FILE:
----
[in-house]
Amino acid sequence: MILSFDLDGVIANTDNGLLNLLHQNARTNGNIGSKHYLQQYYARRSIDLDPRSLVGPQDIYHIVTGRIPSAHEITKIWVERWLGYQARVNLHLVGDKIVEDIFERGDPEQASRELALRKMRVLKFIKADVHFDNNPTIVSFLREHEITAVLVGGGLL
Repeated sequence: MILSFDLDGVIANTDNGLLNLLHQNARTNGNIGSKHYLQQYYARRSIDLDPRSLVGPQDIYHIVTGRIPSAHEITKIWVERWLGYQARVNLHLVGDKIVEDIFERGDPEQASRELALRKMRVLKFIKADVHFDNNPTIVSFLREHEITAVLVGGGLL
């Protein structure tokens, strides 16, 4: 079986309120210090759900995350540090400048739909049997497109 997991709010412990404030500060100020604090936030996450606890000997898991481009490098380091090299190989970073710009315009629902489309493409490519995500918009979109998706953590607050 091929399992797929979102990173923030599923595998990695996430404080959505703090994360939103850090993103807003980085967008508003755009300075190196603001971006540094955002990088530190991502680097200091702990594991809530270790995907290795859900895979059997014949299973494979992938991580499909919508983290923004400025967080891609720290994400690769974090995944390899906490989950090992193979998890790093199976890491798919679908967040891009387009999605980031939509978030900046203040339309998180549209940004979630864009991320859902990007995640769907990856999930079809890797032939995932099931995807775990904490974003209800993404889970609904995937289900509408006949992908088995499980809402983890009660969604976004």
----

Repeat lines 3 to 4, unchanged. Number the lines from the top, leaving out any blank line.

Repeated sequence: MILSFDLDGVIANTDNGLLNLLHQNARTNGNIGSKHYLQQYYARRSIDLDPRSLVGPQDIYHIVTGRIPSAHEITKIWVERWLGYQARVNLHLVGDKIVEDIFERGDPEQASRELALRKMRVLKFIKADVHFDNNPTIVSFLREHEITAVLVGGGLL
């Protein structure tokens, strides 16, 4: 079986309120210090759900995350540090400048739909049997497109 997991709010412990404030500060100020604090936030996450606890000997898991481009490098380091090299190989970073710009315009629902489309493409490519995500918009979109998706953590607050 091929399992797929979102990173923030599923595998990695996430404080959505703090994360939103850090993103807003980085967008508003755009300075190196603001971006540094955002990088530190991502680097200091702990594991809530270790995907290795859900895979059997014949299973494979992938991580499909919508983290923004400025967080891609720290994400690769974090995944390899906490989950090992193979998890790093199976890491798919679908967040891009387009999605980031939509978030900046203040339309998180549209940004979630864009991320859902990007995640769907990856999930079809890797032939995932099931995807775990904490974003209800993404889970609904995937289900509408006949992908088995499980809402983890009660969604976004």